Short-Story – Giving Method to the Madness

While writing evolves with the writer and changes its’ hues, the words gain more depth as the writer matures. Maturity here doesn’t refer to age. It can be the kind of writing and ideas one is getting exposed to, and the time one devotes to the art of writing. The short story is one of my favorite forms of writing, characterized by its brevity.

As a child, being a poor eater, I was put through a story-a-meal diet to keep me interested enough throughout the meal and thus stories became an addiction with me. One of the early influencers were Ruskin Bond, Carolyn Keene and Jeffrey Archer.Short story is perhaps one of the most difficult form of writing as well, as youdo not have the luxury of time and words to delve into the nuances of each character. It’s a tease – the short story, which tickles the readers imagination and makes him want more. It lingers through the readers mind, even after the text finishes.

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Even though the thought of writing can be quite overwhelming and intimidating, there is always a method to the madness. In this article, we will explore the short-story structure and how it can help you craft your own short story. Many writers, like Sylvia Plath, began their esteemed careers by writing short stories before ‘graduating’ to novels — while others have made it their bread and butter. Short stories are often published in literary magazines or anthologies made up of entries from one or more writers. For those unfamiliar with the form, here are some stats to help you out:

  • A short story is a piece of fiction typically no longer than 10,000 words.
  • Most short stories are only 3,000 to 7,000, but
  • Micro-fiction might be less than 500, and
  • A longer “short” story might be as many as 20,000 (novellas start around 30,000 words).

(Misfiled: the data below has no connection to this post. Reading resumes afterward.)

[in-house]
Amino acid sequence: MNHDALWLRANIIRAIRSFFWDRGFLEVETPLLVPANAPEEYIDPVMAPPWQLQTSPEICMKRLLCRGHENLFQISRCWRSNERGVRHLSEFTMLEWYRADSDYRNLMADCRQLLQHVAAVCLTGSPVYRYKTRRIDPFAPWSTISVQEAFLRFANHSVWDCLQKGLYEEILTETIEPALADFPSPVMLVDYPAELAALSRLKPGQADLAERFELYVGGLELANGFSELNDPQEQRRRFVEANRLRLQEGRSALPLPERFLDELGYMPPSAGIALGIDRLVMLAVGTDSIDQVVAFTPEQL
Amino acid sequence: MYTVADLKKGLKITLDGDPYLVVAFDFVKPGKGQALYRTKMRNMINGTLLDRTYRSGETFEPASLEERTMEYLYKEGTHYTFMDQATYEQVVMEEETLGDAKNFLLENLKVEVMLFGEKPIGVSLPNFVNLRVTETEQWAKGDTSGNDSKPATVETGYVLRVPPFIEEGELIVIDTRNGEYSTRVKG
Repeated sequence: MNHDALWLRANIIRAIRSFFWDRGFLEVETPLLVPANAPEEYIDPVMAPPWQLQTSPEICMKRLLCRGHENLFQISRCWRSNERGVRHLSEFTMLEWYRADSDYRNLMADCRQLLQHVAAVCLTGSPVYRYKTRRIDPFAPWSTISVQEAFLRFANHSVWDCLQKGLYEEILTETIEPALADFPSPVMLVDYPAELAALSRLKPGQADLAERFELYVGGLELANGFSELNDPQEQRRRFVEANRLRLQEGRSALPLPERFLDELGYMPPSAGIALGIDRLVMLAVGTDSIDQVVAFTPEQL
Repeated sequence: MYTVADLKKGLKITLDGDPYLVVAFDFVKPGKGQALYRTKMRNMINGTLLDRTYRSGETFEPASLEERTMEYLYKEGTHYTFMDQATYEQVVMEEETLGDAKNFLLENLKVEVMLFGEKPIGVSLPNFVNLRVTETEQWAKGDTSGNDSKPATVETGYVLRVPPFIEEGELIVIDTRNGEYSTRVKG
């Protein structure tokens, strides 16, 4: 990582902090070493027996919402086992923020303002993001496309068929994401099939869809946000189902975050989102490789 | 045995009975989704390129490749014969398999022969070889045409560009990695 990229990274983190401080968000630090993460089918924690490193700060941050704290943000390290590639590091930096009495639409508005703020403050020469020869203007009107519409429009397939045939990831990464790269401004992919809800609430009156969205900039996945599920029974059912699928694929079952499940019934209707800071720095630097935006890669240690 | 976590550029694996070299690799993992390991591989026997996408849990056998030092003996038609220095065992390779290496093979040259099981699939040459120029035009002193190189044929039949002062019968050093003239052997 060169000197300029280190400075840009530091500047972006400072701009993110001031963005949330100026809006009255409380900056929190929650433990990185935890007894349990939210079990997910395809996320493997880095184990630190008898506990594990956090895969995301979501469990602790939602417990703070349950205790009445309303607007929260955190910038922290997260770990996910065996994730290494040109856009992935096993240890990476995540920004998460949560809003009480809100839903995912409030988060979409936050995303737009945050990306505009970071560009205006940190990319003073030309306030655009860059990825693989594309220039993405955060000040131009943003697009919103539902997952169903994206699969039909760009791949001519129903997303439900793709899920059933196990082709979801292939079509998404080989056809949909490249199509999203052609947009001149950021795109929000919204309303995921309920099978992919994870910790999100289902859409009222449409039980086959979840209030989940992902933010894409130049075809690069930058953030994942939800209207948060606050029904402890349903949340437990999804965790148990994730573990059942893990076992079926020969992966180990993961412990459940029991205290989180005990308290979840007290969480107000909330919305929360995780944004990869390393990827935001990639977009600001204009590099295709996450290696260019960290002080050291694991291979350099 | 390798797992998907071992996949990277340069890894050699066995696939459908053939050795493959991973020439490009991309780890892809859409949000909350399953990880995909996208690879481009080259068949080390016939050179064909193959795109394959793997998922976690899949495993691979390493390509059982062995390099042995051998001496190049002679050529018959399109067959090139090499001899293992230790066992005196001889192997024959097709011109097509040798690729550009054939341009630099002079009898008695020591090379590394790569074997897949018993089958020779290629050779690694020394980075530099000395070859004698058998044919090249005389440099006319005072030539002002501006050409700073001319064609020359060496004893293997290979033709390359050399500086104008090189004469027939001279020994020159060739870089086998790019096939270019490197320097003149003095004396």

The Structured Approach

A traditional short story or a novel follows the following structure:

Inciting Moment: An inciting incident is an event that hooks the viewer into the story and sets everything else that happens into motion. This moment is when an event thrusts the protagonist into the main action of the story.

Exposition: The exposition is the introduction to a story, including the primary characters’ names, setting, mood, and time. 

Conflict: The conflict is the primary problem that drives the plot of the story, often a main goal for the protagonist to achieve or overcome.

Rising Action: Rising action refers to the part of the story after the characters and setting are introduced and where the events of the story begin to create suspense as the character faces conflict. The rising action of the story includes the events that help to build toward the climax of the story.

Climax or Turning Point: Climax is the highest point of tension or drama in a narratives’ plot. Often, climax is also when the main problem of the story is faced and solved by the main character or protagonist. 

Falling Action: The falling action of a story is the section of the plot following the climax, in which the tension stemming from the story’s central conflict decreases and the story moves toward its conclusion.

Resolution / Denouement: The resolution, also known as the denouement, is the conclusion of the story’s plot. It’s where any unanswered questions are answered, or “loose ends are tied.”

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Taking a different route

While you might not have the time to hit the number of plot points included in the traditional story structure of a full-length novel, this kind of story should still be comprised of exposition, conflict, rising action, climax, and denouement. Of course, you can always experiment with how you present these five elements when you start writing.

For instance, let your story start In Media Res— or “in the middle of things.” In other words, your story begins in the middle of the narrative, usually with some sort of crisis occurring to jumpstart your story. From there, the rising action towards the climax occurs. After the climax comes, the traditional falling action and denouement.

This structure works particularly well for short stories, as it brings readers immediately into the main conflict of the story — which is important when time is of the essence. In the end, the secret to great writing will always remain that – a secret. For David Foster Wallace, it was about fun. For Henry Miller, about discovery. Susan Sontag saw it as self-exploration.

Many literary greats anchored it to their daily routines. And yet, the answer remains elusive and ever-changing. So do explore your own secret and create your very own story. Good luck!

(Written for Storizen Magazine by Madhulika Ra Chauhan)

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